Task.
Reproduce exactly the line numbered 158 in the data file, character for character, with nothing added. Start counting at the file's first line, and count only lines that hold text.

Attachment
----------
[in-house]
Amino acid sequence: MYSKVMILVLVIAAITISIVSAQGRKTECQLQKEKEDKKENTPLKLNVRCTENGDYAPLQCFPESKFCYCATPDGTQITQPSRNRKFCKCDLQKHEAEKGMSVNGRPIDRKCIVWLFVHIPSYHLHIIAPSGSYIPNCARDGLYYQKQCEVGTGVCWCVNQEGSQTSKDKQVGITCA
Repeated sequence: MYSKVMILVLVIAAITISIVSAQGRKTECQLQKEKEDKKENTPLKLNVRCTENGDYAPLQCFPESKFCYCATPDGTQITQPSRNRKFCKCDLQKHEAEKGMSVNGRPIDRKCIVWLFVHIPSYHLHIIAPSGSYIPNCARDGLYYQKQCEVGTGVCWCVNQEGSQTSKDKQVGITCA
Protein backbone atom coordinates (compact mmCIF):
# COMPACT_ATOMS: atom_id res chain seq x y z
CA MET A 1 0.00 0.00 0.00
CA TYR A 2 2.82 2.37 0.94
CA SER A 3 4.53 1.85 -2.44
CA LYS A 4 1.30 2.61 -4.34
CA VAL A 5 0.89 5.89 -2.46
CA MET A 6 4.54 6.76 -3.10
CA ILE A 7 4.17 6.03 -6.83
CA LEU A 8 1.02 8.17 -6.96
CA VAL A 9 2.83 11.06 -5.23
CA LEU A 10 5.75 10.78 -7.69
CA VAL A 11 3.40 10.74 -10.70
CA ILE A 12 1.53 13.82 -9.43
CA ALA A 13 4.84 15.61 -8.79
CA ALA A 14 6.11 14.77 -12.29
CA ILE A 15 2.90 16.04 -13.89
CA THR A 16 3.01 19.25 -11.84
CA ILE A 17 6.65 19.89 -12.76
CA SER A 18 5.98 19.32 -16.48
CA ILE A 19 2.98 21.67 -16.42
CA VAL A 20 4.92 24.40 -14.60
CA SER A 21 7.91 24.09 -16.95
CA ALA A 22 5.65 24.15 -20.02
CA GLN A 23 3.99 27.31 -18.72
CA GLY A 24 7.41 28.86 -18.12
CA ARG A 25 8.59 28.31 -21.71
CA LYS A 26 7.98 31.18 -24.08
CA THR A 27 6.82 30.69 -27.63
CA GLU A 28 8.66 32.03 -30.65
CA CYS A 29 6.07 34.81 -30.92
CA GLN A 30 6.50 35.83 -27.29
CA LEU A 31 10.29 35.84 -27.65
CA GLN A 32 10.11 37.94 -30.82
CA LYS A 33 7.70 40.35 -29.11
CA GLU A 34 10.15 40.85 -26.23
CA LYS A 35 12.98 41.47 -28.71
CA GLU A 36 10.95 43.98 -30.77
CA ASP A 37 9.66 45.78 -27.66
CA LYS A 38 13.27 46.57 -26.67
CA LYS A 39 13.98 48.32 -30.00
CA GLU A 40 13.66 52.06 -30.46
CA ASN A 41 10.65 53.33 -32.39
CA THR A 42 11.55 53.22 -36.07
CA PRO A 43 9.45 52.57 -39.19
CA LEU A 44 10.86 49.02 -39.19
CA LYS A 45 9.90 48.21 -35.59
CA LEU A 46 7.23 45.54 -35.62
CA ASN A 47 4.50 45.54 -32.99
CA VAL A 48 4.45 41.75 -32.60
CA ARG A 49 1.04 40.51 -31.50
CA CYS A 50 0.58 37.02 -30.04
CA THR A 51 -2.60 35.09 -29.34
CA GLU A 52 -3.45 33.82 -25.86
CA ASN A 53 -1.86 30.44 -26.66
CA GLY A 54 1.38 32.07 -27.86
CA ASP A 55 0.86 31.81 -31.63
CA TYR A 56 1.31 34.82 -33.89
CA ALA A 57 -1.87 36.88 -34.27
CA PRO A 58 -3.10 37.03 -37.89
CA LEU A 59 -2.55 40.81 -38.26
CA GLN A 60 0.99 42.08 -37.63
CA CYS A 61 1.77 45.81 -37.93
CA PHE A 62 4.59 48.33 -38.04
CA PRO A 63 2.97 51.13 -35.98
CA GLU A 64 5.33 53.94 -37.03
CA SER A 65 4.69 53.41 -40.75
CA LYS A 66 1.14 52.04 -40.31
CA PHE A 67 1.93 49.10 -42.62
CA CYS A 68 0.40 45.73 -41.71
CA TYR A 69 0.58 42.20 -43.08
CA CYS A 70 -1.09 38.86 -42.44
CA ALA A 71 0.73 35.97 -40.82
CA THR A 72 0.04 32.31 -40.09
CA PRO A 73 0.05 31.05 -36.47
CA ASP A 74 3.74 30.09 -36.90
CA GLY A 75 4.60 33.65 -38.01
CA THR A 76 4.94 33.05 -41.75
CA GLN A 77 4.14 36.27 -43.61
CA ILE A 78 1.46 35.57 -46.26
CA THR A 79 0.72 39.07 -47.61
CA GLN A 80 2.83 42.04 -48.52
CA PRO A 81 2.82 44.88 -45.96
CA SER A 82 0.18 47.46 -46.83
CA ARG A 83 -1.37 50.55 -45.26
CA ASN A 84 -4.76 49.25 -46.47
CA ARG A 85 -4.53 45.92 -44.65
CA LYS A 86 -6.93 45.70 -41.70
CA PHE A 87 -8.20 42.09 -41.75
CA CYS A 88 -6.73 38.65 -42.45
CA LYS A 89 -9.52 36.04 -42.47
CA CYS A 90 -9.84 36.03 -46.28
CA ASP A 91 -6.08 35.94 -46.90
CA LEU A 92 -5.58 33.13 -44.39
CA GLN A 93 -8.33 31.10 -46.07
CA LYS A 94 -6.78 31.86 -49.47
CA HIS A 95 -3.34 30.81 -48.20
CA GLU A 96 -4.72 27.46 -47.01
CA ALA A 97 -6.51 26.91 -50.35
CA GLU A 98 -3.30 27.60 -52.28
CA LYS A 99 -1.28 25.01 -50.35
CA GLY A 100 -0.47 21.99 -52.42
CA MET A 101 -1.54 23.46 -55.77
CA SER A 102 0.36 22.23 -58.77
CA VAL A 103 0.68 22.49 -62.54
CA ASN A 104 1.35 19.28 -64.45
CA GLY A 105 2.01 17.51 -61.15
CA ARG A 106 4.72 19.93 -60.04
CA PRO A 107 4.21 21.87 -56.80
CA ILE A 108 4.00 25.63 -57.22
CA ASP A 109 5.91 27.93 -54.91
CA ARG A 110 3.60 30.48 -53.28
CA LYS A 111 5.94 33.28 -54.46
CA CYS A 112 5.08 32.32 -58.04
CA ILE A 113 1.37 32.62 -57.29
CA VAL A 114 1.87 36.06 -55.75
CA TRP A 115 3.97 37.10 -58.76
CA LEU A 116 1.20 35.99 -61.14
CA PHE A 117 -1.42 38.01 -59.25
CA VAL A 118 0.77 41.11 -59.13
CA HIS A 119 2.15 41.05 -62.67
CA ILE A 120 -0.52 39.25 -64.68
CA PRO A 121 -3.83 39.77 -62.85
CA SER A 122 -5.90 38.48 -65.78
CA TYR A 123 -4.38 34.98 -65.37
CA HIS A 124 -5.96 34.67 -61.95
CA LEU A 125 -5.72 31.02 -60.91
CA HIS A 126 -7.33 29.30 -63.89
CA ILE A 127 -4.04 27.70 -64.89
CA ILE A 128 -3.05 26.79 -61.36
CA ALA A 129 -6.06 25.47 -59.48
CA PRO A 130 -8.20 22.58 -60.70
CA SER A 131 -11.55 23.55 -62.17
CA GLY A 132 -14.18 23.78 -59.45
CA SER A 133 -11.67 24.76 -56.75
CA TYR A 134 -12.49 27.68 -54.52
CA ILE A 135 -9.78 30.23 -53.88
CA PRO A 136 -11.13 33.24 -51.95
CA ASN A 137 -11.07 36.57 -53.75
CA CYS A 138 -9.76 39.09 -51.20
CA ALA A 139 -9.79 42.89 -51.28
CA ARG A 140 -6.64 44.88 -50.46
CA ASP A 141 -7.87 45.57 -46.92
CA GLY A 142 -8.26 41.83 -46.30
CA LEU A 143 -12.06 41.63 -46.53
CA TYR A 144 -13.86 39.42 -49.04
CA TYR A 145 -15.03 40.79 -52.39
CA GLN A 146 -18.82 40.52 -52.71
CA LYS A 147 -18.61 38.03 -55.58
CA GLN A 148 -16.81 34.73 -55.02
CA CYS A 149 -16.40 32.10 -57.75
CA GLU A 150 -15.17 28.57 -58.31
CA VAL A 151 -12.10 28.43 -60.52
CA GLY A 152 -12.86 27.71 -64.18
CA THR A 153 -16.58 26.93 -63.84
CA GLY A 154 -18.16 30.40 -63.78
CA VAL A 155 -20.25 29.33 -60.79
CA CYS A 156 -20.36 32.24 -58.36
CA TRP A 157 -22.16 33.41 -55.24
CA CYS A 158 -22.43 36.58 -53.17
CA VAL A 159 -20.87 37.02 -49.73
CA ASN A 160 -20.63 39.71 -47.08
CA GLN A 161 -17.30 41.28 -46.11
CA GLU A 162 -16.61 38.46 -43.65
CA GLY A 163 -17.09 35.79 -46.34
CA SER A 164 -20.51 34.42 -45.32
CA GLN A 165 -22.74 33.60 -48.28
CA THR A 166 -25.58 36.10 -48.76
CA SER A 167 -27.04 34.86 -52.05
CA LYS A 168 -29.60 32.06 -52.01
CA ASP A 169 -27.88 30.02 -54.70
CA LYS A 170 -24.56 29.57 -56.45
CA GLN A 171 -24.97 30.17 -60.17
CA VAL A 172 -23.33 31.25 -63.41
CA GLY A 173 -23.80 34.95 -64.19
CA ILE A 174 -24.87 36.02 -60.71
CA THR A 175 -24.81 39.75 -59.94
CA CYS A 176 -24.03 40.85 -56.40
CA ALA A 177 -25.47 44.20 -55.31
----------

CA THR A 153 -16.58 26.93 -63.84